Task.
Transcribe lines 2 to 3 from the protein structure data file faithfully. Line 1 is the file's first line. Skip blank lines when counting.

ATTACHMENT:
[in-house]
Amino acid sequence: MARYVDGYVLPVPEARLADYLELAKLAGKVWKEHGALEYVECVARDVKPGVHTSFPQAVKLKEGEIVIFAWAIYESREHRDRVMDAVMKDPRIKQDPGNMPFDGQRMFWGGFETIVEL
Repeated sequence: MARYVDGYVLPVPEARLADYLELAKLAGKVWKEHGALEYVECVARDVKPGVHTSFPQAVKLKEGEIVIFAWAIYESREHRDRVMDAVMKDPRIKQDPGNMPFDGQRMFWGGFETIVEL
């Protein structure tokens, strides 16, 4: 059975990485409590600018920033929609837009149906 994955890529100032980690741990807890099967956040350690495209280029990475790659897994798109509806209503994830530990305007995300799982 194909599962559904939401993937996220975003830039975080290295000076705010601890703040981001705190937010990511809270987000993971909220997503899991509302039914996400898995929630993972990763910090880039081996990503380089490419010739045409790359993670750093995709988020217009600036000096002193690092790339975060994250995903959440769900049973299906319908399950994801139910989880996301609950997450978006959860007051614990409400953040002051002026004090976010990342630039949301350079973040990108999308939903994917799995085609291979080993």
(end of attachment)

Amino acid sequence: MARYVDGYVLPVPEARLADYLELAKLAGKVWKEHGALEYVECVARDVKPGVHTSFPQAVKLKEGEIVIFAWAIYESREHRDRVMDAVMKDPRIKQDPGNMPFDGQRMFWGGFETIVEL
Repeated sequence: MARYVDGYVLPVPEARLADYLELAKLAGKVWKEHGALEYVECVARDVKPGVHTSFPQAVKLKEGEIVIFAWAIYESREHRDRVMDAVMKDPRIKQDPGNMPFDGQRMFWGGFETIVEL